Are ERPOs the same as “red flag” laws?
Red flag laws are one name often given to ERPOs. Sandy Hook Promise avoids the term “red flag” because we believe all caution must be taken to ensure that these laws are not used to further perpetuate stigma or marginalize any person or community. The intent of these laws is to reduce risk and protect people in crisis from harming themselves or others. Therefore, members of the gun violence prevention movement call these laws “extreme risk laws” or “extreme risk protection orders,” instead of “red flag laws.”
What happens after an ERPO is issued?
After an ERPO is issued, law enforcement removes any existing firearms from the respondent’s possession and updates the background check system to temporarily prohibit purchases for the duration of the ERPO. Once the ERPO is terminated, the respondent has the right to have their firearms returned and the background check system is updated to signal the end of the ERPO.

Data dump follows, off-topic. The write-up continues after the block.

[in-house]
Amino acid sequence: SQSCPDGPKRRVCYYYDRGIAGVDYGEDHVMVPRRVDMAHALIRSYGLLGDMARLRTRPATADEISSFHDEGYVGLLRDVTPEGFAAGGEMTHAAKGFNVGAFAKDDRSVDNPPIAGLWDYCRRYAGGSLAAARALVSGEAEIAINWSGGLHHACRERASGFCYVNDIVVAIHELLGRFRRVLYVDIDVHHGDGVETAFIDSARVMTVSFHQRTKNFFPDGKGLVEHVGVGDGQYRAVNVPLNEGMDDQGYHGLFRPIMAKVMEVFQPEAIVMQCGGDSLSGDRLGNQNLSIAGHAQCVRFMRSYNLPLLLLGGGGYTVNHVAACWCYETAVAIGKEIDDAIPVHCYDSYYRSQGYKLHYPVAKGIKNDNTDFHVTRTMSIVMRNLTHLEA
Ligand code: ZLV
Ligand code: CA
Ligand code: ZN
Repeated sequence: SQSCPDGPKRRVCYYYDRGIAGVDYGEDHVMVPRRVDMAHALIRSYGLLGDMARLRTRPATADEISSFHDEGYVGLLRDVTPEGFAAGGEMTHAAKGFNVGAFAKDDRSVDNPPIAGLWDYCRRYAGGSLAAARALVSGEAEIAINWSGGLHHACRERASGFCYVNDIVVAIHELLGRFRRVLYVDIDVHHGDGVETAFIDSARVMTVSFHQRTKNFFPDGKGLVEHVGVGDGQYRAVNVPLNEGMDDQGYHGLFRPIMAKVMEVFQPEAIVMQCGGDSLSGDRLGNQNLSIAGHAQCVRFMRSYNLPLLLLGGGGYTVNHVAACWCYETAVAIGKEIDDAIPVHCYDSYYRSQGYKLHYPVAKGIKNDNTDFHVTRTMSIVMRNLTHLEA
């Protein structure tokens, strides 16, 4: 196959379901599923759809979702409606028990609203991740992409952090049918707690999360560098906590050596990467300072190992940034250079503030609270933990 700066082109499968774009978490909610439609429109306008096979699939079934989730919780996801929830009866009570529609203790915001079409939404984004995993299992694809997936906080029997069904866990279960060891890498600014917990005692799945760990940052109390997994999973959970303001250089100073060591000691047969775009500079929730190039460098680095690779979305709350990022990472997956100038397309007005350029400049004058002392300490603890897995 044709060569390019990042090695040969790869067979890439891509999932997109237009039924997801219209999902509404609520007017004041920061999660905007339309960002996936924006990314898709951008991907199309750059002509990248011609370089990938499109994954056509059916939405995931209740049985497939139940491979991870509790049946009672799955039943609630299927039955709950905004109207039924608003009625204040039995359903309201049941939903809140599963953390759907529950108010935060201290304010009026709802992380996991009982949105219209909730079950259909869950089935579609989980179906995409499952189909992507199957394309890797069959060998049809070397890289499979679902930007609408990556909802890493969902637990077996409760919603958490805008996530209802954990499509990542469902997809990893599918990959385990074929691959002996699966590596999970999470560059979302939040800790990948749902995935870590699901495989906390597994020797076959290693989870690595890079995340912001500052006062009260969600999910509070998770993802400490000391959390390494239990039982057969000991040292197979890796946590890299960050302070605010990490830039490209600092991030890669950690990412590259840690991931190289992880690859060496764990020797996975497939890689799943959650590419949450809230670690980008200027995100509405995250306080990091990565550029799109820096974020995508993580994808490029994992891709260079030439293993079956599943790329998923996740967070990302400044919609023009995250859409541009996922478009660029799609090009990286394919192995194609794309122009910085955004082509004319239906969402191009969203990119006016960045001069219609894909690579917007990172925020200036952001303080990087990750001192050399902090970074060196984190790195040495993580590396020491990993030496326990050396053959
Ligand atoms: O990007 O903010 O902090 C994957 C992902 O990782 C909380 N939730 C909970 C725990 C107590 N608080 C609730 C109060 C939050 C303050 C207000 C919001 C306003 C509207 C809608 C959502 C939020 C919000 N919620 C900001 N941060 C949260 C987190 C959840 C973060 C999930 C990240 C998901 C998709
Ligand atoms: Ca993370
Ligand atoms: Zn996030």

What kind of evidence is needed?
When deciding to grant an ERPO, judges can consider, among other things: recent acts or threats of violence against self or others, patterns of violence over the past year, prior convictions of domestic violence, prior unlawful or reckless use of a firearm and previous violations of protection orders or no contact orders.2
Which States Have ERPO Laws?
As of July 2019, ERPOs or substantially similar legislation have been passed in 17 states (California, Colorado, Connecticut, District of Columbia, Delaware, Florida, Hawaii, Illinois, Indiana, Maryland, Massachusetts, Nevada, New Jersey, New York, Oregon, Rhode Island, Vermont and Washington), as well as the District of Columbia.